Keep Farmers' Right to use Farm Saved Seed!

The corporate seed industry wants to make farmers pay seed companies for seed every year even when we use farm-saved seed. This could be done by changing regulations under the UPOV ’91 Plant Breeders Rights Act. The seed industry claims that by charging royalties on farm saved seed, private companies would get a better return on investment, encouraging them to do more plant breeding in Canada. Such a system would result in privatization of our plant breeding system, higher seed costs for farmers, seed bred to serve corporate goals such as increased herbicide sales, and more surveillance and control over farmers.

The NFU opposes the UPOV ’91 seed law, which Canada enacted in 2015, because it turns farmers’ age-old right to save and use farm saved seed into a privilege that can be taken away by regulation. We call for keeping farmers’ right to save and use our own seed, and for public funding and farmer-controlled check-off funding to support plant breeding in the public interest.

In 2018 Agriculture and Agri-Food Canada (AAFC) held a series of consultation meetings with farmers in several locations across Canada, asking which system of increasing seed costs and reducing farmers’ ability to use farm saved seed they preferred: End Point Royalties or Trailing Contracts. The End Point Royalty approach would require farmers to pay a royalty on their harvested crop (a per bushel royalty) if they grow a newer variety. The Trailing Contract approach would require farmers get seed company for permission and pay a royalty in order to plant seed saved from previous crop when using a newer variety covered by UPOV 91 Plant Breeders Rights. The seed industry liked the Trailing Contract option best because it would both bring in more money and would involve setting up a comprehensive data collection system to track farm saved seed users. The seed industry calculated they could collect over $100 million of dollars every year from these compulsory payments. This money would go to seed companies such as Bayer, Syngenta, BASF and DowDupont (now Corteva). The system for charging a royalty on crops harvested from farm saved seed would be developed for wheat first, with the intent of applying it to other cereal crops, pulse crops, and other crop kinds later.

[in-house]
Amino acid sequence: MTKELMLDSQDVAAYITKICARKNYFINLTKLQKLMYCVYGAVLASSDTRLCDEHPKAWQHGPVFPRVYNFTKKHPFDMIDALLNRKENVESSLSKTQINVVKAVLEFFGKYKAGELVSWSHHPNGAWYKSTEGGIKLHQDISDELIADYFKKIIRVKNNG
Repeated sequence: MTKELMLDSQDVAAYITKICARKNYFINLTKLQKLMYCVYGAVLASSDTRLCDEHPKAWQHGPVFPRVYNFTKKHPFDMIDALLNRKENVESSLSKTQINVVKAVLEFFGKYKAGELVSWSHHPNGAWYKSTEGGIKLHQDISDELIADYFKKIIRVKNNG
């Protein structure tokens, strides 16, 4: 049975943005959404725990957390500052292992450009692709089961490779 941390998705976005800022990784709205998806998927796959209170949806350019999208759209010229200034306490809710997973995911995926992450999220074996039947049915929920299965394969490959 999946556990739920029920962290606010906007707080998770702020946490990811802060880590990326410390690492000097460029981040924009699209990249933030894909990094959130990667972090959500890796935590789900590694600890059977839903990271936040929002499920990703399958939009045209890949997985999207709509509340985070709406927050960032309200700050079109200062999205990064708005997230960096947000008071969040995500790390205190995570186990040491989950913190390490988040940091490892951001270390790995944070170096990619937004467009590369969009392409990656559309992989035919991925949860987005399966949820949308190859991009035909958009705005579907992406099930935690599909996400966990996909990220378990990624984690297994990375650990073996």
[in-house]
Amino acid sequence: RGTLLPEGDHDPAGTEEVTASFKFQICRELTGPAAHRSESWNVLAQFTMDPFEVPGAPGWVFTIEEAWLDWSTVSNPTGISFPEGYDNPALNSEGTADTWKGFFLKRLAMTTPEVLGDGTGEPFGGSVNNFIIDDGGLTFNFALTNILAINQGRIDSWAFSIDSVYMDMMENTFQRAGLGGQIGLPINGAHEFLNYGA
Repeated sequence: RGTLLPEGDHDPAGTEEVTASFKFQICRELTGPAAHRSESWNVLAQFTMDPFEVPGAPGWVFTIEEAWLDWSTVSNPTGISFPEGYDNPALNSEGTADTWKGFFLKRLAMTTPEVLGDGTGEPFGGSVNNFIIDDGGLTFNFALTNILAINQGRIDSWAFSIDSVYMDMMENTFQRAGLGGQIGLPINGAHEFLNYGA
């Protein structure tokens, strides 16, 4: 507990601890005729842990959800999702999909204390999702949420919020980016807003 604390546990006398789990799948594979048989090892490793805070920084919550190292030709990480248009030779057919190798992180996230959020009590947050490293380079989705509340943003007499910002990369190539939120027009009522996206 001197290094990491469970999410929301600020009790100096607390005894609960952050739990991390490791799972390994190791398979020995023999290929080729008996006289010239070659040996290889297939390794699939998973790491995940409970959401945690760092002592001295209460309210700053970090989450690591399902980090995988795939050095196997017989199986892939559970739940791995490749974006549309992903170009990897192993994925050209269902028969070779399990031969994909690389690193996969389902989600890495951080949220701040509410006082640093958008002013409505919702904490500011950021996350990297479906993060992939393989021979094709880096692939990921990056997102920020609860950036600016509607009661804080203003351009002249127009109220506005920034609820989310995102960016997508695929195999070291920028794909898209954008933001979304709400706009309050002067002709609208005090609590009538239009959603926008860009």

Not surprisingly, farmers resoundingly rejected both options. By August 2020 AAFC had officially retreated from this proposal, but the corporate seed lobby is still trying to bring in payment for farm saved seed in other ways, including “Variety Use Agreements” which are modeled after Trailing Contracts, but implemented by the seed companies, not by regulation.

The NFU is opposed to End Point Royalties, Trailing Contracts and Variety Use Agreements. These are simply ways to increase the monopoly power of seed companies by forcing farmers to pay more for seed, restricting farmers’ right to save seed and making us pay them for seed we grow on our farms.


No royalties on farm saved seed! - 2018 Campaign info

Save Our Seed leaflet  SOS – Save Our Seed! A new initiative by the Seed Synergy group is advancing the idea that plant breeding must be financed by charging farmers royalties on farm saved seed or the farmer’s entire crop. We can stop this from happening by getting involved and speaking out!  Download and print this 2-page SOS handout for distribution at events.

Farm Saved Seed Royalties: What you need to know – The National Farmers Union calls for keeping farmers’ right to freely save and use our own seed, and for public funding and farmer-controlled check-off funding to support plant breeding. We oppose any regulation to take away or restrict the “farmers’ privilege” under the Plant Breeders Rights Act. Download and print this 2-page FSS handout for distribution at events.

Save Our Seed PostcardDownload this postcard and send the file to your local print shop for printing on card stock then distribute to people to send to their MPs. Just write in the MP’s name – the postcard is pre-printed with the House of Commons mailing address.




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